What there isnt much of is outside visibility. I'm fairly long in the torso but I can hardly see over the front seat headrests. I can't for the life of me fathom why Ford didn't install raised theatre style seating back there when they did the interior re-design.

The new interior is a great improvement over the old one, although some people might find it a bit cramped.

On the Road in the Sport Trac Pickup Truck

Still smarting, understandably, from rollover fallout from the older Explorers, all new Explorer Sport Tracs – in fact, every new Explorer – now come with Ford's AdvanceTrac with RSC (rollover stability control) as standard equipment. This same technology first appeared here about 3 years ago in the then new Volvo XC90 sports utility vehicle. Ford, of course, has owned Volvo since 1999.

RSC works with the vehicle's electronic stability control system ("AdvanceTrac" in Ford-speak). A sensor reads the vehicle's roll angle approximately 150 times per second. If it detects potential rollover, it activates the stability control, which integrates three major components including the anti lock braking system, the traction control and the yaw control, to keep all four wheels on the ground.

Handling is much improved this year thanks to the vastly improved chassis stiffness (up an incredible 444% over the previous model) and the 4-wheel fully independent suspension. The independent rear suspension, which allows each wheel to react independently to the road, greatly reduces the dreaded "rear-end skate" on washboard gravel roads and provides a ride on most surfaces that’s almost car like.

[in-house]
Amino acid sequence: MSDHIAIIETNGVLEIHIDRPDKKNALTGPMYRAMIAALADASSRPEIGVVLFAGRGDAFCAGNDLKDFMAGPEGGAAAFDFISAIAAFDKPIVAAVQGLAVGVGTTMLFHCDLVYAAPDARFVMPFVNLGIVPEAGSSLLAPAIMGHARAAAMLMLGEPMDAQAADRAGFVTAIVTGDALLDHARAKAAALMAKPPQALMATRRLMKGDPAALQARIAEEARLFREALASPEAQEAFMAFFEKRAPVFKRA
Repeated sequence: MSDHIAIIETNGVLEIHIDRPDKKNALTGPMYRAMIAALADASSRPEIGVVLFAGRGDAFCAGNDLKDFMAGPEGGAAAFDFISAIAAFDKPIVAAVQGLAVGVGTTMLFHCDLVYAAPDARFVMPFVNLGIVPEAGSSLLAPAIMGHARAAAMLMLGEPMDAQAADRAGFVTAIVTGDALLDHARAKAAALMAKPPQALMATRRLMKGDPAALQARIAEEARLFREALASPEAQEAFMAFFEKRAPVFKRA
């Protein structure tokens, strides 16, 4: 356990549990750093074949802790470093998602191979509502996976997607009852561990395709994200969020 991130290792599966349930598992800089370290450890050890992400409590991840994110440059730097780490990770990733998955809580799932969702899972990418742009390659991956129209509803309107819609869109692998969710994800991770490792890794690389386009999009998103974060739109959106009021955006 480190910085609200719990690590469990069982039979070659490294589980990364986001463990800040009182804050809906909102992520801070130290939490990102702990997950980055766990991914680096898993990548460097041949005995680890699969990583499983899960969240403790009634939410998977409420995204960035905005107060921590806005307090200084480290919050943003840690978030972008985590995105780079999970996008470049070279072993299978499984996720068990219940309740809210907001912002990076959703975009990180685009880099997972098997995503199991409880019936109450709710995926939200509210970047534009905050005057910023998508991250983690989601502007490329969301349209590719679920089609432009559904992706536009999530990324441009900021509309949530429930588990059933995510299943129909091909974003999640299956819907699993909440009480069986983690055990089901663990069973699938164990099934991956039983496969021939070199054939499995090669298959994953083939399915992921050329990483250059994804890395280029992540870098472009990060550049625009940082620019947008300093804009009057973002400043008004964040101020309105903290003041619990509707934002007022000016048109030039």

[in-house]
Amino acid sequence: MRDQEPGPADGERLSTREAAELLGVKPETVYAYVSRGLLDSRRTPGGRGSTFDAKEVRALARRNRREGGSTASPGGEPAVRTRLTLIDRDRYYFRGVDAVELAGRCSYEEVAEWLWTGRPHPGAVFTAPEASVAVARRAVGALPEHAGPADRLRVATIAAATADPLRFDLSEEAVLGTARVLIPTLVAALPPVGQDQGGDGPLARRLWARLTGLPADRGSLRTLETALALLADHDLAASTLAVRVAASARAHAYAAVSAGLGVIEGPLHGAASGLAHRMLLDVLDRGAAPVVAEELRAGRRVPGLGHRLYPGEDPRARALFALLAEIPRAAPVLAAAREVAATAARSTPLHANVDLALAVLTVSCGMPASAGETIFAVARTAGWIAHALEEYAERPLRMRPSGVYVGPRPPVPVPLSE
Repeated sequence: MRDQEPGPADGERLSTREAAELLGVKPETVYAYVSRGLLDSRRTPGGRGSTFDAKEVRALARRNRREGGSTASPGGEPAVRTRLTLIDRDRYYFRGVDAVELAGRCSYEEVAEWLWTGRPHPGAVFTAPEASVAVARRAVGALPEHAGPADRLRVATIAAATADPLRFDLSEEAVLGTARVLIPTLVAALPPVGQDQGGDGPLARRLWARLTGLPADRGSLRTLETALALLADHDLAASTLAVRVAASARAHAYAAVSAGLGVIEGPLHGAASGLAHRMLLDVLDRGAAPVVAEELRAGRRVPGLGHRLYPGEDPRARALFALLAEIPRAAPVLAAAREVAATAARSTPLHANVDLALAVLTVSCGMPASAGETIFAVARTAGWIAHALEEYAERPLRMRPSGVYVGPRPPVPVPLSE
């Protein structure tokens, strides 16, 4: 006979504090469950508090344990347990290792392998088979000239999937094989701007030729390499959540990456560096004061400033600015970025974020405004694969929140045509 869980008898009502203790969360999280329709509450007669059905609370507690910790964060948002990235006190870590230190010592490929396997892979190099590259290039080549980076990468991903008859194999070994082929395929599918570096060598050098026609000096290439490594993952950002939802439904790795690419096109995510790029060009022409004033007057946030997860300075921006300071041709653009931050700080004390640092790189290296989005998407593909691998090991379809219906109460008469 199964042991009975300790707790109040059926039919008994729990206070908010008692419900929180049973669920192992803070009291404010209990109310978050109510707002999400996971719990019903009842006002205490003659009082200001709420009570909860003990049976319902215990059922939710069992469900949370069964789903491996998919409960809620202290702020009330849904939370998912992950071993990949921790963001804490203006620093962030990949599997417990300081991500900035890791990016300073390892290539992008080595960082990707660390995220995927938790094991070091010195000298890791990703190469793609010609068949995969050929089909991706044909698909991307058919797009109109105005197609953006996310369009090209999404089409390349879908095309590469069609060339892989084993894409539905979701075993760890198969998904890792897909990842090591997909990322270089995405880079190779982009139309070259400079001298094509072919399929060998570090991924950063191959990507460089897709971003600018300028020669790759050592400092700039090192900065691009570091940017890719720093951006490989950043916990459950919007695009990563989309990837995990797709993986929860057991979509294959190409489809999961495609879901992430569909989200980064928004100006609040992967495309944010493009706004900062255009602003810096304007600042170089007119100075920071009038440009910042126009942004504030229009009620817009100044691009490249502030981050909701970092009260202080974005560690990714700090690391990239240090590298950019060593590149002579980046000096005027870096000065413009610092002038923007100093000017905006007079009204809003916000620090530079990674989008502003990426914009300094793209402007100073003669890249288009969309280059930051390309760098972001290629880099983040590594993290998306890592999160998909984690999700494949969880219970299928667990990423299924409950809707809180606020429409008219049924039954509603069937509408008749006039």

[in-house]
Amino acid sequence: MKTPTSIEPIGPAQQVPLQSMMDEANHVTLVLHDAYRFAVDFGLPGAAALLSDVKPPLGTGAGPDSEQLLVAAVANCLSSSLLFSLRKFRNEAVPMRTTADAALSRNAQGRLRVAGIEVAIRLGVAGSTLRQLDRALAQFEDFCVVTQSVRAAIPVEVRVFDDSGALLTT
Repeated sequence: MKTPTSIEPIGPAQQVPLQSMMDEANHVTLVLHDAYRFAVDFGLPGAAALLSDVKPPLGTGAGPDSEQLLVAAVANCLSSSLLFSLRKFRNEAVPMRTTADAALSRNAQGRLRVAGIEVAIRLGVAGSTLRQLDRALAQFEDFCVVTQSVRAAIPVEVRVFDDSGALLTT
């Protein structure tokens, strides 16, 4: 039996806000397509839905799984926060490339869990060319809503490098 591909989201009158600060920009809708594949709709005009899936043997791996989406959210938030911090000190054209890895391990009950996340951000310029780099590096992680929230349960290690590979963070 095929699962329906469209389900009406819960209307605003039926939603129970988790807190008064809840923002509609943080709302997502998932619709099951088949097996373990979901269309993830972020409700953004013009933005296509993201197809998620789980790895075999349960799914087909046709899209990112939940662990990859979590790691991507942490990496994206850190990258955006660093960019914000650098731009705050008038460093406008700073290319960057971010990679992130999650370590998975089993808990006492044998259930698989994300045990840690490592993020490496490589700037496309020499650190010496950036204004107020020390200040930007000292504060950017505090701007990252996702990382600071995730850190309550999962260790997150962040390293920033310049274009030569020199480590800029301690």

Sport Trac Journey's End

2007 Ford Explore Sport Trac

2007 Ford Explore Sport Trac

© Colin Hefferon
The story is that when a group of North American auto journalists were invited by Volvo to try their best to flip the then new XC90 with rollover stability control (RSC) on the track, not a single testosteronic one of them had the er, testes to do it. RSC technology should be mandatory in any SUV sold. Kudos to Ford for making it standard on all new Explorers.

A great deal has been done to clean up the emissions from both the standard 4.0L V-6 and the 4.6L V-8. Ford claims the V-6 is cleaner than Honda’s Accord Hybrid, which, incidentally, I simply don’t buy.

Unfortunately almost nothing has been done to improve the fuel economy. Ford lamely re-assures us even though horsepower is up fuel economy won’t be worse than earlier models'.

Let’s face it: the Sport Trac is not a real truck. It has a truck frame and you sit up high but you can't carry stuff in this thing like you can in real pick up. I see it as another fashion accessory for 40-something managers commuting from their gated communities to their offices in suburban industrial parks. What I can't for the life of me see, though, is any woman of any age buying one for herself. Which, I guess, in the truck biz, is high praise indeed.

Disclosure: A review truck was provided by the manufacturer. For more information, please see our Ethics Policy.